So that was my rationale for the Creo IQsmart 3 over a drum scanner like a used Howtek.

  8. #8
    Ted Harris's Avatar
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    Re: Professional flatbed scanners?

    I'm back but only sort of as I am working intensively with a client here, at my studio, through tomorrow afternoon.

    BTW, we just did some prints with the new Harman matte paper and they are impressive.

    To respond to Bruce, for our purposes the Supreme II is total overkill and very overpriced (not sure Kodak has sold any in the past months and they are reevaluating its pricing). The IQSmart 2 and 3 are the scanners I most frequently recommend to North American Photographers. I run a 3 along with a Cezanne and the differences between the 2 and the 3, while real, are rather small and inconsequential for many. The Cezanne Elite is much more expensive (but can sometimes be purchased at a hefty discount but that still keeps it well over 20K new). I don't recommend the Fuji Lanovia on this side of the ocean as finding one and getting ervice is difficult to impossible, its a different story in Europe. I don't know enough about the Plateau to say much but I have long suspected it was a rebadged machine made by someone else (possibly a Microtek 4000xy?). The Microtek 4000xy is still sold but only in Asia and a few European markets. They made an agreement with Creo when they sold them rebadged 4000's for Creo to sell as the "Jazz" several years ago. The agreement seems to be a lifetime agreement that prohibits Microtek from ever selling the 4000 in this market, even though the Jazz is long gone. Finally, Purup-Eskofot is still in business and, I think, still making scanners.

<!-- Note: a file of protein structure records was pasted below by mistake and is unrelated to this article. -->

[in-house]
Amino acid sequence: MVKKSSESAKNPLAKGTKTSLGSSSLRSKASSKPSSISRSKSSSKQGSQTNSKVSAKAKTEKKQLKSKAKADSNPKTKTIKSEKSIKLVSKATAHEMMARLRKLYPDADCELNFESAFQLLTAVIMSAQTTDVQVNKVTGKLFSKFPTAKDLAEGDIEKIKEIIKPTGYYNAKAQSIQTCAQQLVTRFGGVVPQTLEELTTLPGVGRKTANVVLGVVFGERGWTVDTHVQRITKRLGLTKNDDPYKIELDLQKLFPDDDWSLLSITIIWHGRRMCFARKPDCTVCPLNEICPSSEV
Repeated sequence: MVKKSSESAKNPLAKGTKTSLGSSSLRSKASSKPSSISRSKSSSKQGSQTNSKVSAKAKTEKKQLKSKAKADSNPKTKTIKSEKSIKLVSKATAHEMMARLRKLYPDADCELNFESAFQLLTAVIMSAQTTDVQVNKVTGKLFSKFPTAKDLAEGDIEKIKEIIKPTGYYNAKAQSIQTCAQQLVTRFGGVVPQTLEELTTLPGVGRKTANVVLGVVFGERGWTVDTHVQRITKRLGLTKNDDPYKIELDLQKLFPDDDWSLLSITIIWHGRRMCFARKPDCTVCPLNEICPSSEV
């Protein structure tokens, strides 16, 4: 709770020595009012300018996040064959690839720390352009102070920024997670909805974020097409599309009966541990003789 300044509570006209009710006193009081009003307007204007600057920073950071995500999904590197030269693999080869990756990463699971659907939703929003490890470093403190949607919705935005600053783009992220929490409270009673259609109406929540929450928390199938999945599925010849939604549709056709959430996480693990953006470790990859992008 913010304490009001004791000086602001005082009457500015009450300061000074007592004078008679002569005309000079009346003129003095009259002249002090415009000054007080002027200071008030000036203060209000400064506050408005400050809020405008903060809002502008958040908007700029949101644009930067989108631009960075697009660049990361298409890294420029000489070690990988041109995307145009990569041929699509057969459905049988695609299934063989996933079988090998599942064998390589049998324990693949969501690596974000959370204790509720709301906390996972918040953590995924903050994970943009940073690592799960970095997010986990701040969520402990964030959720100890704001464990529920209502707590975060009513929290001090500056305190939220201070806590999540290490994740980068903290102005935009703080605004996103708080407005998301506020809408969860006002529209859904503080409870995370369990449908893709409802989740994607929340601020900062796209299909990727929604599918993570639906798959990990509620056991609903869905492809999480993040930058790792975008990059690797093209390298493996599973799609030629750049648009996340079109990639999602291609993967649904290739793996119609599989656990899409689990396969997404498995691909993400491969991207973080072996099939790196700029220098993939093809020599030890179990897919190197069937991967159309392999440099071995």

I have made direct comparisons between scans done on a Colorgetter Falcon (drum), a Howtek 8000 (drum), an older Screen drum (forget the model) and the iQSmart3 and Screen Cezanne that I am running and, in all cases I either see no difference in the final results from the scans I did myself are better .... not necessarily anything definitive in those findings though since any of the differences ere marginal and I know what I want from my own images.

    Time, as QT mentioned is very important. Example, I set up a batch scan of 6 4x5 negatives this afternoon in less than 30 minutes total (included mounting the film and evaluating each prescan, making necessary corrections, naming the files and starting the scans). The six scans, each at ~ 2500 spi to produce ~ a 600mb file, took a total of well under an hour to run .... I can't tell you the exact time because I ran my client back to his hotel while the scans were running. Earlier in the day we printed a gorgeous 18x40 print from a scan from the Cezanne.